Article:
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CelticsBlog exit interview: Shane Larkin

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After a year spent overseas, Shane Larkin proved himself to be an NBA-caliber point guard with the Celtics last season.

NBA: Playoffs-Boston Celtics at Philadelphia 76ers Bill Streicher-USA TODAY Sports

The Celtics’ decision to sign Shane Larkin last summer was a curious one. At the time of the agreement, Boston already had 15 guaranteed contracts on its books—three of which belonged to primary ball handlers—and an incumbent starter in Isaiah Thomas who was diminutive in his own right. Adding Larkin as the 16th guaranteed deal—one over the league limit—seemed odd.

But fast forward a couple of weeks and things began to make more sense. The Celtics made a blockbuster move to acquire Kyrie Irving from the Cleveland Cavaliers, moving on from the undersized Thomas while simultaneously opening up a roster spot for the newly-signed Larkin.

Once seen as a candidate to be cut by the ending of training camp, Larkin went on to appear in 54 games for the Celtics in 2017-18, averaging 4.3 points, 1.7 rebounds and 1.8 assists per game.

Now set to become an unrestricted free agent later this summer, the Celtics will have a decision to make on Larkin—one that will largely be contingent on what happens with their other guards. Marcus Smart will be a restricted free agent seeking a sizable pay raise, and after performing so well as a starter this past post season, it’s possible teams inquire about Terry Rozier’s availability. If one of the two were to end up in a different uniform next year, Boston could certainly consider bringing Larkin back into the fold.

NBA: Playoffs-Boston Celtics at Philadelphia 76ers Bill Streicher-USA TODAY Sports

The question then becomes at what cost. Larkin made a little over $1.5 million this past year and, after exceeding expectations, could be in for a raise of his own. The majority of teams around the league will be strapped for cash this offseason, including the Celtics, so clubs in need of some depth at the point guard position could see Larkin as a bargain.

While it’s unclear if Larkin could serve as a full-time backup, he thrived in his role as the third guard in Brad Stevens’ system, often coming in as a change-of-pace guy that could make plays with the ball in his hands, defend a little and knock down threes here and there.

The Celtics held opponents to just 99.0 points per 100 possessions with Larkin on the floor, per NBA.com, and though he’s not exactly a lock down defender due to his lack of size, he’s lightning quick moving his feet on the perimeter and can be best described as annoying on that side of the ball. More often than not, Larkin could be found in a ball handler’s pocket, harassing them and making the initial action at the point of attack uncomfortable for his counterparts.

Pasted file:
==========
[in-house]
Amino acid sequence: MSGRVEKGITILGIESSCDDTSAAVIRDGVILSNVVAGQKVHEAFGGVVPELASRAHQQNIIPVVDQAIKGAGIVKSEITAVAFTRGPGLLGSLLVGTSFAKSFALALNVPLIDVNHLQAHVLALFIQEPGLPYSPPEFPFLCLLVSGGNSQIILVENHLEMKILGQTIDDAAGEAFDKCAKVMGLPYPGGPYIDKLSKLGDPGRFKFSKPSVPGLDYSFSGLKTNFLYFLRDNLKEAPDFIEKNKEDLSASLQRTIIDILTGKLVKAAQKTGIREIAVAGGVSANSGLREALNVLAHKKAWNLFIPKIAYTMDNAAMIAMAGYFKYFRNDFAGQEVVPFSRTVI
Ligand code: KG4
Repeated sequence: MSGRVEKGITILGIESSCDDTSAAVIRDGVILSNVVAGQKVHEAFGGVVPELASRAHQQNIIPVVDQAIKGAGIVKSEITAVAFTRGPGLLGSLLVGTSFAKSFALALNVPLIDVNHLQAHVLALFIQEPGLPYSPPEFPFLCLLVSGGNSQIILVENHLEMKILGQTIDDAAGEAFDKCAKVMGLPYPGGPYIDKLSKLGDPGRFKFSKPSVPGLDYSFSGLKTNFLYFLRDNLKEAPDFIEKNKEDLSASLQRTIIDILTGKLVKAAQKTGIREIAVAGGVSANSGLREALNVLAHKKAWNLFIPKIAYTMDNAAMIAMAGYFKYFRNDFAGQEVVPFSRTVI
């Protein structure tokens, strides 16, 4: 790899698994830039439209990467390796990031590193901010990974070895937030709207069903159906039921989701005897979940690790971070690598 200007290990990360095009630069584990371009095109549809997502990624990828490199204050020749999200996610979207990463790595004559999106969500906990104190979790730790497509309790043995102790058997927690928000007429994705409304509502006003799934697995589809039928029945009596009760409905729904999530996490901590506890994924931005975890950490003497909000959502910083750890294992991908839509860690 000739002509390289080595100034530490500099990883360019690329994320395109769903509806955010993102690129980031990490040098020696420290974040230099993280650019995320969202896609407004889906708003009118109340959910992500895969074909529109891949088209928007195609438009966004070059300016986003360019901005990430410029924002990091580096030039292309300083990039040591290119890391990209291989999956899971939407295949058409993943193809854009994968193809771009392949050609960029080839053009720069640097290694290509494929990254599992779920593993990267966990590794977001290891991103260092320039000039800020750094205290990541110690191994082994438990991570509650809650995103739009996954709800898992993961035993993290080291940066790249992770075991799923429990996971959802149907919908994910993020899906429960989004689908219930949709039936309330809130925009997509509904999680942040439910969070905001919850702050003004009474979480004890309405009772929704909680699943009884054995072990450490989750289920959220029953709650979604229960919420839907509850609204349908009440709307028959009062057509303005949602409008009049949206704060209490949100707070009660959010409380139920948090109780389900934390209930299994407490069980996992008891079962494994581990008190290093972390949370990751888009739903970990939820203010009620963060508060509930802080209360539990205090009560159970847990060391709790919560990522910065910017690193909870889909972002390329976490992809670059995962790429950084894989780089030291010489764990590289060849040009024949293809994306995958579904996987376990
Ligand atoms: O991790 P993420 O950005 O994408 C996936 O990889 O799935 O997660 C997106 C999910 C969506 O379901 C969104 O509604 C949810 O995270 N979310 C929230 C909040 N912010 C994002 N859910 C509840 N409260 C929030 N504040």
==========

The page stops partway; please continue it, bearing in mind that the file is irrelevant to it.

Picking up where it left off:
Larkin picks up Goran Dragic at the logo here and rides his hip as he runs into a dribble handoff with Kelly Olynyk. Olynyk tries to free up Dragic with a bounce pass ahead of Larkin, but he’s too quick and sneaks in to steal the pass, giving the Celtics an opportunity to run in transition. Larkin made a number of plays like this throughout the course of the season. He’s pesky and makes himself a threat with quick hands and good instincts.

Larkin admittedly botches the layup following this steal, but it’s another good example of him making something out of nothing and giving the Celtics chances to score as a result.

Offensively Larkin is fine. He’s a solid playmaker and makes good decisions in the pick-and-roll, as evidenced by his near 3-to-1 career assist to turnover ratio. That said, he’s still probably not a guy that’s going to lead your offense for long stretches at a time and is better suited for the limited role Stevens employed him in.

Part of that has to do with his subpar shooting ability. Though he knocked down 36% of his threes during the regular season, the majority of his makes came on catch-and-shoot opportunities (41.4%) as opposed to pull ups (28%). And when he was run off the three-point line he was often forced into taking long twos, where he attempted 27.4% of his shots at just a 29.6% success rate.

Being able to knock down those shots off the dribble are important for Larkin to be successful since his small stature causes him to struggle getting to and finishing at the rim. Listed (generously) at 5’11”, Larkin was well below league average scoring at the basket.

NBA.com/stats

Larkin will be just 26-years-old when the 2018-19 season tips off, so there is still plenty of time for him to improve these areas of his game. Unfortunately, there are just some things Larkin can’t overcome physically through no fault of his own. Either way, after spending some time overseas, Larkin proved to be an NBA-caliber player and should find himself an NBA home this summer whether that’s in Boston or elsewhere.